d. Measurement of risk-value drivers using advanced analytics and probabilistic analysis (1).
e. Measure the impact of those drivers on the business.
f. Elaboration of a rational driven long term forecast.
g. Valuation in the frame of the firm’s present situation.
ii. Analysis of the Risks and Opportunities:
a. Operative and technological.
c. Market: New Products, regions, channels, etc.
e. Financial & Risk Mitigation
iii. Evaluation and Analysis of the implementation of the different opportunities identified.
iv. Business Model and Strategic Redefinition in the light of the previous analyses.
v. Elaboration of a business plan and value creation plan with a 5 years forecast to create and capture the value revealed by the chosen opportunities, projects and new strategy.
vi. New Valuation of the company considering a new strategic plan and value added business model.
vii. Quarterly valuations and follow up the of value creation plan and the market movements.
(1) Stochastic or random process is a probability model used to describe business phenomena that evolve over time. More specifically, in probability theory, a stochastic process is a time sequence representing the evolution of business variables / drivers whose change is subject to a random variation (Models containing a random element, hence unpredictable and without a stable pattern or order). Most businesses and open economies are stochastic systems because their internal environments are affected by random events in the external environment. Such situations need to be measured using probabilities, volatilities and standard deviations according to the profile of each variable under assessment.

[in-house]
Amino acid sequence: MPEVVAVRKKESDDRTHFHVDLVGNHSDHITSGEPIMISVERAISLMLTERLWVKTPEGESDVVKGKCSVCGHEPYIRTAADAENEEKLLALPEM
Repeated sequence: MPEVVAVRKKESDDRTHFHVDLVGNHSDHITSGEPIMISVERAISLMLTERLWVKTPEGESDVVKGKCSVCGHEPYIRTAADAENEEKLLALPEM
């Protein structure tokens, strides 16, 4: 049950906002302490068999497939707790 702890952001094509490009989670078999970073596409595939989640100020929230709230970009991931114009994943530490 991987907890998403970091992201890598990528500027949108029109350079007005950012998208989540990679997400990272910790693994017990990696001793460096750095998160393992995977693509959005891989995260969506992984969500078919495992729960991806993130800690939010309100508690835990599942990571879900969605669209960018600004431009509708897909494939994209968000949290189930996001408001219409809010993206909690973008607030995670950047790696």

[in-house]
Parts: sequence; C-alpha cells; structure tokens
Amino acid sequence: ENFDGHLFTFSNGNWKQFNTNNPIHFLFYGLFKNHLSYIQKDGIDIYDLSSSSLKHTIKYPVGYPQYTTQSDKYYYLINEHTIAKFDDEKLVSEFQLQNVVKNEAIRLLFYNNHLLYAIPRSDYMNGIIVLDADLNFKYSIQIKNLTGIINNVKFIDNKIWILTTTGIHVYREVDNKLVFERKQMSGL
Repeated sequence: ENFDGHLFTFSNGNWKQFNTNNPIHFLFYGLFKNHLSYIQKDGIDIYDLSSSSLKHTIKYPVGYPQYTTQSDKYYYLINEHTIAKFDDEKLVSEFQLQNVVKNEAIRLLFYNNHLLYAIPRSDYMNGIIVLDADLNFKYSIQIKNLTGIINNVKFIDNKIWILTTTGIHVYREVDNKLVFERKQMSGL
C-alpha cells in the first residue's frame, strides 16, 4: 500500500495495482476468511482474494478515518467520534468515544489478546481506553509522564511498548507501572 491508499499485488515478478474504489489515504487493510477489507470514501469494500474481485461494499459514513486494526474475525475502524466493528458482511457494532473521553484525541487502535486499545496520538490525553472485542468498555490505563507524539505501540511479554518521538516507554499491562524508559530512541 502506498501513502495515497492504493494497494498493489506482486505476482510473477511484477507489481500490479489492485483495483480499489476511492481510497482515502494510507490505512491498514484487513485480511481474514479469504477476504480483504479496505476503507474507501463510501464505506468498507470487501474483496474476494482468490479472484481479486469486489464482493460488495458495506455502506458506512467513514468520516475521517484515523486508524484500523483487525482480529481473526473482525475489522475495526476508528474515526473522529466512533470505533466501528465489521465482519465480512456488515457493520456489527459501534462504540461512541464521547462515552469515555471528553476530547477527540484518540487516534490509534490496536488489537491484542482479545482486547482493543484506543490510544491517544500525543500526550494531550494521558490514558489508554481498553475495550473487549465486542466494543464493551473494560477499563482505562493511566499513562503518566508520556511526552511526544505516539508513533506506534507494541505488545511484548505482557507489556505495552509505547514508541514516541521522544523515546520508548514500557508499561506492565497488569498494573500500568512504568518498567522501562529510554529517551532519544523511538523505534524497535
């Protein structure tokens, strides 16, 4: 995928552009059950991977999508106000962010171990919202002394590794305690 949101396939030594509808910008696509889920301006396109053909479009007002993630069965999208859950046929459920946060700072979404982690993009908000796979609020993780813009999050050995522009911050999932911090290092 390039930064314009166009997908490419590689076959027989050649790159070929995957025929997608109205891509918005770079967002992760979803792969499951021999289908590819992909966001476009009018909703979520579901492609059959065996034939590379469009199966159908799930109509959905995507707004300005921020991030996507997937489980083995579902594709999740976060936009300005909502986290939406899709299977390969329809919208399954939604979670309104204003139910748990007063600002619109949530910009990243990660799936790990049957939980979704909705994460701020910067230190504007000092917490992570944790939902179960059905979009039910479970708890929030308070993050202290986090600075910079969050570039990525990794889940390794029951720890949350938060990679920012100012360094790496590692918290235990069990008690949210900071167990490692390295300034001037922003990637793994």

Monte Carlo Simulation and Its importance in Valuation and Decision Making
Monte Carlo simulations are used to model the probability and volatility of different outcomes in a process that cannot easily be predicted due to the intervention of random variables. Since business and finance are plagued by random variables, Monte Carlo simulations have a vast array of potential applications in these fields. They are used to assess the risk that an entity will default and to analyze derivatives such as options. Insurers and oil well drillers also use them. Advanced Valuations also use them to assess all risks and variables driving the value of companies and investments. Sample of uncertain variables assessed by an advanced stochastic valuation:-
– Currency risk
– Interest risk
– Credit risk
– Probable contingencies and events,
– Commodity prices,
– Growth rates evolution,
– Markets, strategic, operative and technological risk-value drivers,
– Success probabilities to achieve certain targets,
– Start-up risks probabilities of success according to stage of development and sector,
– Stochastic Expected Value Forecast
The value creation plan is a strategic plan with a risk and value perspective where each decision has a measurable impact on the value of the company. Both external and internal key value factors (identified during the company and market analysis) are subject to unpredictable variables driven by volatility or uncertain events.
This is the reason why, each driver has a risk profile and is measured using uncertainty and probabilistic analysis. As a consequence, our outputs and forecast are stochastic (1) with a distribution of probabilities as shown in the figures. Each point in the surface of the graphs, corresponds to a particular scenario of probable events driven by external and internal factors.
In this way, managers know how each variable and risk included in a strategic plan could affect the value of the company. They can monitor the evolution of these drivers and improve decision making.
An Article with Real Cases Coming Soon
About the Author
Founder & Managing Partner of Business
Valuation International Ltd (BVint)
PhD in Valuation and Risk with more than 25 years in the Private Equity Sector and more than 500 valuations worldwide. He started his career in a top tier consulting firm continuing as Investment Director and Financial Service Director in important groups and PEs. He also holds an MBA, an Industrial Engineer degree and Bachelor’s degree in Economics and Business. As visiting Professor of business schools in Europe, he wrote many international articles in top financial journals and he is regularly interviewed and invited to speak at seminars and conferences. Fernando speaks fluent English, German, Italian and Spanish.